Rather than cost, the Middle East’s luxury travel sector should focus on the long-term gains offered by decarbonisation, waste reduction and community initiatives. That was the assessment of experts speaking at Arabian Travel Market (ATM) 2023, which will run at Dubai World Trade Centre (DWTC) until today, Thursday 4 May.
‘Sustainable Luxury: At What Cost?’ included a range of insights into how luxury travel is leading the tourism industry’s sustainable charge in the Middle East. Moderated by Joe Mortimer, Editor-at-Large at Destinations of the World News, panellists included Nadia Ibrahim, Member of the Board of Directors of the UN Global Compact; Amir Golbarg, Senior Vice President Operations – Middle East & Africa at Minor Hotels; Candice D’Cruz, VP Luxury Brands at Marriott International; and William Harley-Fleming, Vice President of Operations for JA The Resort and Indian Ocean.
Commenting on growing demand for sustainable offerings among consumers, the UN Global Compact’s Ibrahim said: “Luxury and sustainability have not always gone hand in hand, but this is changing. We are encountering a new generation of travellers that wants high-end experiences that do not compromise sustainability. This is why airlines, hotels, travel agencies and tourist destinations are thinking about how sustainability can be integrated into their existing services, and how it can be used to attract more customers.”
Referencing the approach Minor Hotels’ Anantara brand has taken to sustainable luxury, Golbarg said: “Globalisation opened the doors to the world, but I think localisation is now equally important. We took the decision to go indigenous as a lot of the costs associated with sustainability relate to the importation of goods. It’s all about how you are benefitting the communities in which you operate. We need to shift our focus away from short-term costs towards long-term gains.”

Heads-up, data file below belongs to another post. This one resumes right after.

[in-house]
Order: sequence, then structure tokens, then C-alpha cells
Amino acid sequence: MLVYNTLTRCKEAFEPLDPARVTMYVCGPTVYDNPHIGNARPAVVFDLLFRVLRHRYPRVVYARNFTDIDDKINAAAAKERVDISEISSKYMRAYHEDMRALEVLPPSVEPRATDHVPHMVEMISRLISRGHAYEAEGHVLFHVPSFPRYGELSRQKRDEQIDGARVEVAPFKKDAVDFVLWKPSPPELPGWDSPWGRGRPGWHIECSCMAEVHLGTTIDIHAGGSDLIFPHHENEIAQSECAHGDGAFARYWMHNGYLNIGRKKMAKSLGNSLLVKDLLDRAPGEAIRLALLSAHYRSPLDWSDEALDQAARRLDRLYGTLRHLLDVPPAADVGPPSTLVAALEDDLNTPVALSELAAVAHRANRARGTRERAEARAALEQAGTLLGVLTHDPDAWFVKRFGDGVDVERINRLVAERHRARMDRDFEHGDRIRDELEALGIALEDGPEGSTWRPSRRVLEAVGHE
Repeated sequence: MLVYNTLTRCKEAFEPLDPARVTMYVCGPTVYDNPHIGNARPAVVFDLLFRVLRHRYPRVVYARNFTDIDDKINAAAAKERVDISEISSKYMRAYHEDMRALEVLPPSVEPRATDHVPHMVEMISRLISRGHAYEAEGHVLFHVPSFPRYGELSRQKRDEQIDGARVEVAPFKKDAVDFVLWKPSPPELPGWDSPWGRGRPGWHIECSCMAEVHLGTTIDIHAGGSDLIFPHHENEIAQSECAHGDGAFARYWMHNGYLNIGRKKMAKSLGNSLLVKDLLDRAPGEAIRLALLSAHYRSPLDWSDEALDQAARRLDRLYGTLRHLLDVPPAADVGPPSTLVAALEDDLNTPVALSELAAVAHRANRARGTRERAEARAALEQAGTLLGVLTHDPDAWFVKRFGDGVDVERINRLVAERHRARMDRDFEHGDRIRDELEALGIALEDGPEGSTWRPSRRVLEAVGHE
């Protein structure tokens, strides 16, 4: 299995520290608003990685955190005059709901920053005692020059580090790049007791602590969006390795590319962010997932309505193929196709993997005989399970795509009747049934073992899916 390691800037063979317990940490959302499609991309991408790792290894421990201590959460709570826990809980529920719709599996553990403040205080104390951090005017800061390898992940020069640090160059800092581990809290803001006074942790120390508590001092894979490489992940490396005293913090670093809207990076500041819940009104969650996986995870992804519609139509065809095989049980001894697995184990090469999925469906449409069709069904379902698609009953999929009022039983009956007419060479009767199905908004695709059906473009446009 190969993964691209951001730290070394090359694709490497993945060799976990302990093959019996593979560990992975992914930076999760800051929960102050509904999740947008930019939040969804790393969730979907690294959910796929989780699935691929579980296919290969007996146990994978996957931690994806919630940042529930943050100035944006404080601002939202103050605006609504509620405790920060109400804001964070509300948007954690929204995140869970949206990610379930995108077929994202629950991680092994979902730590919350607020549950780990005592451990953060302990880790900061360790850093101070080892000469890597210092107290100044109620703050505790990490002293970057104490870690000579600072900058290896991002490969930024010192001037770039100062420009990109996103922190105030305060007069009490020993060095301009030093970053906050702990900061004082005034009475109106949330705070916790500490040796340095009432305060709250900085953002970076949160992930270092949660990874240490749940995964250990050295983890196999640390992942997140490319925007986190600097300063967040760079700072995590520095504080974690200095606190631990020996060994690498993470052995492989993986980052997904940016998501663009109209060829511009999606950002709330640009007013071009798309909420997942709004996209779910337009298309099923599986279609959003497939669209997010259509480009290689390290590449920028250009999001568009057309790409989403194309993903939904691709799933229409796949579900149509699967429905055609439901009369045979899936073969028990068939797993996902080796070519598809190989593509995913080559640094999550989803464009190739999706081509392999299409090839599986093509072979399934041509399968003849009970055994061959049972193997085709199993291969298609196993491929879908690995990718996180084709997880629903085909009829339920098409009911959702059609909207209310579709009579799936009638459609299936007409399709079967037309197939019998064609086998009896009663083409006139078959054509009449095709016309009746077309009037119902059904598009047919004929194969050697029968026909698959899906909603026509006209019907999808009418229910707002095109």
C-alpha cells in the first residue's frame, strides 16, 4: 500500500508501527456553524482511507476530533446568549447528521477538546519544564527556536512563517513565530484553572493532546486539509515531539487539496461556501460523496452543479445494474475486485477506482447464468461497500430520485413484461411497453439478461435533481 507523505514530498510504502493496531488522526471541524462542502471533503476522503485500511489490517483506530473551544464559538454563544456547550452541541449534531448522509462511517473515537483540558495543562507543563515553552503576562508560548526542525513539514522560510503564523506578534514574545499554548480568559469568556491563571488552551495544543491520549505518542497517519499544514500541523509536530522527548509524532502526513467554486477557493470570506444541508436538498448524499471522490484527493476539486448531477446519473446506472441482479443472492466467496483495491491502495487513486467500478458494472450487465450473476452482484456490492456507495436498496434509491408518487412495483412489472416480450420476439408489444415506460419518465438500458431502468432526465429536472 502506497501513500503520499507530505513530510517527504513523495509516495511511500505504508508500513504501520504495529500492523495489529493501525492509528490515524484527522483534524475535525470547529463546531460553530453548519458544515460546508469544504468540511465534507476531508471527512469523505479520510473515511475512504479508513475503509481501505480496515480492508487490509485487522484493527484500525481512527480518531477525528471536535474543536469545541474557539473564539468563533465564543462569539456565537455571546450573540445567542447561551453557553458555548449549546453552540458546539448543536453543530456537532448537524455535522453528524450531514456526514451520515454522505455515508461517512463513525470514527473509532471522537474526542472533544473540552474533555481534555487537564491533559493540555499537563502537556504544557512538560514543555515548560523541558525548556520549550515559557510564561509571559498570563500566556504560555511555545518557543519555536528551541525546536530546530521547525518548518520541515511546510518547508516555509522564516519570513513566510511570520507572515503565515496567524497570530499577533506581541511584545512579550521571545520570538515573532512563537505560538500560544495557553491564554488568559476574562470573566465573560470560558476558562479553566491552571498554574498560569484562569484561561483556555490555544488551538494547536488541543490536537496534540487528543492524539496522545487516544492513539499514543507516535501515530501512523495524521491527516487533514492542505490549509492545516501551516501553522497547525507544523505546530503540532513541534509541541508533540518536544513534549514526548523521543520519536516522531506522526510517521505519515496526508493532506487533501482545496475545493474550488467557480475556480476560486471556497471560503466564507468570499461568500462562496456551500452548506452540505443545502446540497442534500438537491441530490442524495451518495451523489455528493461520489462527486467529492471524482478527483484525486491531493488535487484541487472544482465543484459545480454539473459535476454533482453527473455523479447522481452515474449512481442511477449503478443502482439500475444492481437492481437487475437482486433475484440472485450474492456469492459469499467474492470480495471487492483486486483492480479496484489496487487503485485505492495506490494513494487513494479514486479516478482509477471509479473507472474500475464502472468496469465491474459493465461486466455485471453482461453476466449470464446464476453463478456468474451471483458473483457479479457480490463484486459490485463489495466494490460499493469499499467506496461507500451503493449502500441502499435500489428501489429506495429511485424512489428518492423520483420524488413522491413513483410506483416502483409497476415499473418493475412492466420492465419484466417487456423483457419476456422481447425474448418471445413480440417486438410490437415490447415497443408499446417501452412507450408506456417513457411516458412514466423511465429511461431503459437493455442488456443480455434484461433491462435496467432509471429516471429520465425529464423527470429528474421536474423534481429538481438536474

Marriott International’s D’Cruz told attendees these considerations are increasingly reflected by consumers. “We are seeing that luxury travellers want to spend more time really connecting with the places they visit. They also want to be involved with brands. It’s no longer a one-way conversation, and if you’re having a two-way conversation, how transparent are you being? Luxury consumers tend to be less forgiving; they want to connect with brands that reflect their values, and sustainability is definitely one of those values.”
JA The Resort and Indian Ocean’s Harley-Fleming emphasised the necessity of positive action, noting there is a genuine business case for sustainability. “This is not ‘Plan B’,” he said. “It’s not a choice anymore; it’s something we need to do. The cost of not [investing in sustainability] can adversely affect your business and its reputation. And at the end of the day, our industry does generate jobs, so we’ve got to act right now.”